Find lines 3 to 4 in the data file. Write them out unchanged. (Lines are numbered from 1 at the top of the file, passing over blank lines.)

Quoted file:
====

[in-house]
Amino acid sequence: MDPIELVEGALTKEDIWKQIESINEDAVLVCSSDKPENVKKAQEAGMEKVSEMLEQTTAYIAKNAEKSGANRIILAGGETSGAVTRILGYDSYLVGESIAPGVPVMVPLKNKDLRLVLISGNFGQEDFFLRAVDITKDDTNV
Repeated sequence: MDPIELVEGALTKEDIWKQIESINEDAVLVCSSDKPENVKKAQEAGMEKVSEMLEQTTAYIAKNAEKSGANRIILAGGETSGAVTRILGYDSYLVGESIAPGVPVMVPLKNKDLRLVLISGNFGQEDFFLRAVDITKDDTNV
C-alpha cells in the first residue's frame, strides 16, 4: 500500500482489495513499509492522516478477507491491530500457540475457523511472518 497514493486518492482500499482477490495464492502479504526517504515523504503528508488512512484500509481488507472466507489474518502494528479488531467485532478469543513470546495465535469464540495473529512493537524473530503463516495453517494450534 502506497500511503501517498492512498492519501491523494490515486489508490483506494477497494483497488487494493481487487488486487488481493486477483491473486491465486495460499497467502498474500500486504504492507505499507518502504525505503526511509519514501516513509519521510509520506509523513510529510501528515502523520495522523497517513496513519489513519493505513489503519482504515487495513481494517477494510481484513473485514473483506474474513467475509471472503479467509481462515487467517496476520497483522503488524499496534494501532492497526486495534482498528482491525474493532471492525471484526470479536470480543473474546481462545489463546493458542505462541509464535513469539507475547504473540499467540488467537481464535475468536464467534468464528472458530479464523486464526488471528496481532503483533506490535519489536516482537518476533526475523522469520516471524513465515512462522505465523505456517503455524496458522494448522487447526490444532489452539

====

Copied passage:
Repeated sequence: MDPIELVEGALTKEDIWKQIESINEDAVLVCSSDKPENVKKAQEAGMEKVSEMLEQTTAYIAKNAEKSGANRIILAGGETSGAVTRILGYDSYLVGESIAPGVPVMVPLKNKDLRLVLISGNFGQEDFFLRAVDITKDDTNV
C-alpha cells in the first residue's frame, strides 16, 4: 500500500482489495513499509492522516478477507491491530500457540475457523511472518 497514493486518492482500499482477490495464492502479504526517504515523504503528508488512512484500509481488507472466507489474518502494528479488531467485532478469543513470546495465535469464540495473529512493537524473530503463516495453517494450534 502506497500511503501517498492512498492519501491523494490515486489508490483506494477497494483497488487494493481487487488486487488481493486477483491473486491465486495460499497467502498474500500486504504492507505499507518502504525505503526511509519514501516513509519521510509520506509523513510529510501528515502523520495522523497517513496513519489513519493505513489503519482504515487495513481494517477494510481484513473485514473483506474474513467475509471472503479467509481462515487467517496476520497483522503488524499496534494501532492497526486495534482498528482491525474493532471492525471484526470479536470480543473474546481462545489463546493458542505462541509464535513469539507475547504473540499467540488467537481464535475468536464467534468464528472458530479464523486464526488471528496481532503483533506490535519489536516482537518476533526475523522469520516471524513465515512462522505465523505456517503455524496458522494448522487447526490444532489452539